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5.1: Introduction

  • Page ID
    42531
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    One of the highlights of being a preschool teacher was setting up my classroom environment at the beginning of each new school year. There was so much anticipation and excitement as I thoughtfully organized my classroom, stocked the learning centers with new materials, and planned curriculum activities. I especially enjoyed purchasing a new lesson plan book and writing up activity plans for each month. I gathered ideas from various teacher resource books that primarily focused on seasonal themes and kindergarten readiness skills – like language arts and math. As I carefully considered topics for each month, I planned for indoor and outdoor activities, music and movement activities, along with a variety of play opportunities. I thought about creative art projects and planned for engaging circle time discussions. I created quiet corners, learning centers, decorated the walls with store-bought posters, and strived to make the classroom environment safe and welcoming. Some twenty years later, as I write this text and reflect on my own experiences as a preschool teacher, there are a few questions that come to mind:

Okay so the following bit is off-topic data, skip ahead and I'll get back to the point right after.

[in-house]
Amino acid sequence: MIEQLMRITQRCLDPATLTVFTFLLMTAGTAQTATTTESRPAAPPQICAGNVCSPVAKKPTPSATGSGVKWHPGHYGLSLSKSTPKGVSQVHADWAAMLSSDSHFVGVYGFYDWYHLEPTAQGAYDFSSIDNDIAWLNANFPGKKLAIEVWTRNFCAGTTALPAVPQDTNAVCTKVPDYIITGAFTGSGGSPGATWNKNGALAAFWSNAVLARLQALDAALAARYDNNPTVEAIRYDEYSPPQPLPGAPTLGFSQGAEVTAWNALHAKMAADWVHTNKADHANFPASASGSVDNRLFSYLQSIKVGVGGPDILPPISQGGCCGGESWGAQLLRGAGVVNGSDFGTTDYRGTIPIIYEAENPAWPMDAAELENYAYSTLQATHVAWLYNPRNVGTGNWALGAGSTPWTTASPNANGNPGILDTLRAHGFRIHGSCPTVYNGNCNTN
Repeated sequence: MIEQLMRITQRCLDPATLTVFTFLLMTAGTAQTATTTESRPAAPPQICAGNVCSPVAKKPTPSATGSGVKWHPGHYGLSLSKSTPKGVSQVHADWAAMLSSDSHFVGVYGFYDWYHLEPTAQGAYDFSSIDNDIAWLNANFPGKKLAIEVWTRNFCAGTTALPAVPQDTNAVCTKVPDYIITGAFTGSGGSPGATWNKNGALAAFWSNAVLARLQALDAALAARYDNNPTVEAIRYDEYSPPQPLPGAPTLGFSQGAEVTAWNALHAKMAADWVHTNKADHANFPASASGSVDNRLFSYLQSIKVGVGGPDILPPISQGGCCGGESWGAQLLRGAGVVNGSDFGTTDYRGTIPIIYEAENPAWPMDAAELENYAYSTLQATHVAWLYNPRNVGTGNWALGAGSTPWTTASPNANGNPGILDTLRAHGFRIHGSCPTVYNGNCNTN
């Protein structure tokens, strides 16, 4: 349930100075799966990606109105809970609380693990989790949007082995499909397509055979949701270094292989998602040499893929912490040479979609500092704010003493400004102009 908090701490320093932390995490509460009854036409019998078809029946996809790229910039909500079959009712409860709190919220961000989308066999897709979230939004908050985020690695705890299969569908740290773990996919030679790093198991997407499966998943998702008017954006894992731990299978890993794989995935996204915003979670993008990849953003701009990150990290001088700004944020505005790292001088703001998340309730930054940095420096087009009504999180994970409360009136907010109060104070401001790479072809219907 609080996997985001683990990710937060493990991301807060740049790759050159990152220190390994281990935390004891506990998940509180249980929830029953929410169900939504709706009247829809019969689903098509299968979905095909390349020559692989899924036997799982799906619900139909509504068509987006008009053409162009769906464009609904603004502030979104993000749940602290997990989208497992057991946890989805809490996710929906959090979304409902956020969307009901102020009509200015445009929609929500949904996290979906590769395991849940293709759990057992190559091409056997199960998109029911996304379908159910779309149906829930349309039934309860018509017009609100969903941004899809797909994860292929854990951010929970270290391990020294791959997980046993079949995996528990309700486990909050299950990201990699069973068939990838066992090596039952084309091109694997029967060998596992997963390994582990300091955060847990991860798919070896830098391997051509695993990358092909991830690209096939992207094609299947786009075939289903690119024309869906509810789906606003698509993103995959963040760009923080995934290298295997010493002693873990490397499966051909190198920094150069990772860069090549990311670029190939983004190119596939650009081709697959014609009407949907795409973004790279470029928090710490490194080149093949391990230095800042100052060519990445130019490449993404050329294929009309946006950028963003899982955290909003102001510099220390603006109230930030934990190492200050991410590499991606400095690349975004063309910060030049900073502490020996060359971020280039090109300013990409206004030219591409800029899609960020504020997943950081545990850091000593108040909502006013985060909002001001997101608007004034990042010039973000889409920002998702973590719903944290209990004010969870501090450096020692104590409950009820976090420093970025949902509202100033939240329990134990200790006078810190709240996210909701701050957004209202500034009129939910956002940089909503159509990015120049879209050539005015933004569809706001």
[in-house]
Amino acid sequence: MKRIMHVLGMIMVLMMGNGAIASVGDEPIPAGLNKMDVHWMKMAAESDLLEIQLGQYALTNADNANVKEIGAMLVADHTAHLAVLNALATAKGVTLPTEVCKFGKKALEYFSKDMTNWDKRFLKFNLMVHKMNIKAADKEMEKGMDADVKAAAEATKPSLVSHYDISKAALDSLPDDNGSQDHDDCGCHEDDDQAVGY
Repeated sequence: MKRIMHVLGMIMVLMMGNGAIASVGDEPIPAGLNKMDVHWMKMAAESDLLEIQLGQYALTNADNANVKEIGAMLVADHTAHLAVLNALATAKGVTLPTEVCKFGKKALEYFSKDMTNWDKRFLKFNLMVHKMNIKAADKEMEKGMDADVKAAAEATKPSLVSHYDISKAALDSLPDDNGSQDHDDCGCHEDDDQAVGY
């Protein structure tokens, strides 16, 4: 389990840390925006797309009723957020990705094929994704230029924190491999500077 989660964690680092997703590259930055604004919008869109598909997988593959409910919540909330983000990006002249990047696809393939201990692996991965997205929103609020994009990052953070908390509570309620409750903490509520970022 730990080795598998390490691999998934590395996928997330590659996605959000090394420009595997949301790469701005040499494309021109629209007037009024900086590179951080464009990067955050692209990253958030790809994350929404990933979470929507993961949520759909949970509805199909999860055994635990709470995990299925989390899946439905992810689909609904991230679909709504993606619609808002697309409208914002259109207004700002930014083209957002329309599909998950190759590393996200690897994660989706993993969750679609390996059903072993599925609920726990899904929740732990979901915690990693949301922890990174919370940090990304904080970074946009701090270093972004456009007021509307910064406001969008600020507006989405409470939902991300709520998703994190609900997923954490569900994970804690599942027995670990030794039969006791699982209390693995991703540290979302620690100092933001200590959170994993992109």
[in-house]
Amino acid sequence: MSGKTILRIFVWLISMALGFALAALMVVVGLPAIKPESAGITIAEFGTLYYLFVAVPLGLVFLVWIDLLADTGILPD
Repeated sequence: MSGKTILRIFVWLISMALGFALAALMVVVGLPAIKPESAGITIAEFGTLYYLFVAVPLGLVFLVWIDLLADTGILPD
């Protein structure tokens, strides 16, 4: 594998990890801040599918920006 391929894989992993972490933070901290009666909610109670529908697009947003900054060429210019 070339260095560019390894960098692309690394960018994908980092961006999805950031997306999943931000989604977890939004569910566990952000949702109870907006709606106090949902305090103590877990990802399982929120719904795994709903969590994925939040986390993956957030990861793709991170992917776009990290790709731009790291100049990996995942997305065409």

1. Who was I planning curriculum for – me, the children, their families or my program director?
    2. How could I possibly have planned meaningful curriculum if I didn’t even know the children who were being placed in my care?
    3. How could I be intentional if I didn’t even know the children’s individual interests, abilities and needs?

    In this chapter, we will examine how observation and documentation are used to develop effective curriculum. We will explore what curriculum is and we will discuss the benefits of planning developmentally appropriate curriculum. Additionally, the teacher’s role will be examined. Lastly, we will discuss how to plan effective and meaningful curriculum using observation, documentation, interpretation, and reflection as best practices.

     A lesson plan concept map that reveals how a curriculum framework leads to a lesson plan template from which a teacher can create a lesson plan. The concept map then shows how curriculum evaluation, research, student projects, materials, teaching videos, and teaching activities all need to be included in the lesson plan.

    Figure 5.1 Lesson Plan Concept Mapping . [51]


    5.1: Introduction is shared under a CC BY license and was authored, remixed, and/or curated by Gina Peterson and Emily Elam.